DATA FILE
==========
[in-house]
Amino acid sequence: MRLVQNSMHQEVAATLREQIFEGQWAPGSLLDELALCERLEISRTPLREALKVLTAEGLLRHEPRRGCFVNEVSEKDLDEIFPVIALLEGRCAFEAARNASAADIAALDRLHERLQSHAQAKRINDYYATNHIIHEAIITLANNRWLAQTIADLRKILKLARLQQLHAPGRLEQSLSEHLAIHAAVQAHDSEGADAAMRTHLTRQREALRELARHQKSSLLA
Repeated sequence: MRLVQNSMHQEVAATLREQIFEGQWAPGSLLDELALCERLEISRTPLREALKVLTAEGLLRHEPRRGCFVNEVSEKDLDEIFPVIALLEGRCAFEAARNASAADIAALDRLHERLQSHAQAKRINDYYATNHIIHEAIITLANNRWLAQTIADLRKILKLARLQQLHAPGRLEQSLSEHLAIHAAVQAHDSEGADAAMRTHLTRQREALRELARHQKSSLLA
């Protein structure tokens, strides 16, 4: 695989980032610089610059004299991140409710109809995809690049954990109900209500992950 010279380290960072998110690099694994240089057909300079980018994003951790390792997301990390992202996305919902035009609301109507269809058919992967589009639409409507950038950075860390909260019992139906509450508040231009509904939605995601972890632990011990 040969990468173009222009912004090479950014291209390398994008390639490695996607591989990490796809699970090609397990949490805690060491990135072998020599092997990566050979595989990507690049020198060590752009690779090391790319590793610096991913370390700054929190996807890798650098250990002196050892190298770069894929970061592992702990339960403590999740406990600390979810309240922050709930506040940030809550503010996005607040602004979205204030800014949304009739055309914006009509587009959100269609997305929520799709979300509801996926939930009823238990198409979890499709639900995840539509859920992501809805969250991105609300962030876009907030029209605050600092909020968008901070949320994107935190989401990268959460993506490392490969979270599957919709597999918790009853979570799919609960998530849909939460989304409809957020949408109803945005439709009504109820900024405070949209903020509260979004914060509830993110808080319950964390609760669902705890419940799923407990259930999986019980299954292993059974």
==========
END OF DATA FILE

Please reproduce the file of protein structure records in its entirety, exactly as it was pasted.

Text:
[in-house]
Amino acid sequence: MRLVQNSMHQEVAATLREQIFEGQWAPGSLLDELALCERLEISRTPLREALKVLTAEGLLRHEPRRGCFVNEVSEKDLDEIFPVIALLEGRCAFEAARNASAADIAALDRLHERLQSHAQAKRINDYYATNHIIHEAIITLANNRWLAQTIADLRKILKLARLQQLHAPGRLEQSLSEHLAIHAAVQAHDSEGADAAMRTHLTRQREALRELARHQKSSLLA
Repeated sequence: MRLVQNSMHQEVAATLREQIFEGQWAPGSLLDELALCERLEISRTPLREALKVLTAEGLLRHEPRRGCFVNEVSEKDLDEIFPVIALLEGRCAFEAARNASAADIAALDRLHERLQSHAQAKRINDYYATNHIIHEAIITLANNRWLAQTIADLRKILKLARLQQLHAPGRLEQSLSEHLAIHAAVQAHDSEGADAAMRTHLTRQREALRELARHQKSSLLA
């Protein structure tokens, strides 16, 4: 695989980032610089610059004299991140409710109809995809690049954990109900209500992950 010279380290960072998110690099694994240089057909300079980018994003951790390792997301990390992202996305919902035009609301109507269809058919992967589009639409409507950038950075860390909260019992139906509450508040231009509904939605995601972890632990011990 040969990468173009222009912004090479950014291209390398994008390639490695996607591989990490796809699970090609397990949490805690060491990135072998020599092997990566050979595989990507690049020198060590752009690779090391790319590793610096991913370390700054929190996807890798650098250990002196050892190298770069894929970061592992702990339960403590999740406990600390979810309240922050709930506040940030809550503010996005607040602004979205204030800014949304009739055309914006009509587009959100269609997305929520799709979300509801996926939930009823238990198409979890499709639900995840539509859920992501809805969250991105609300962030876009907030029209605050600092909020968008901070949320994107935190989401990268959460993506490392490969979270599957919709597999918790009853979570799919609960998530849909939460989304409809957020949408109803945005439709009504109820900024405070949209903020509260979004914060509830993110808080319950964390609760669902705890419940799923407990259930999986019980299954292993059974």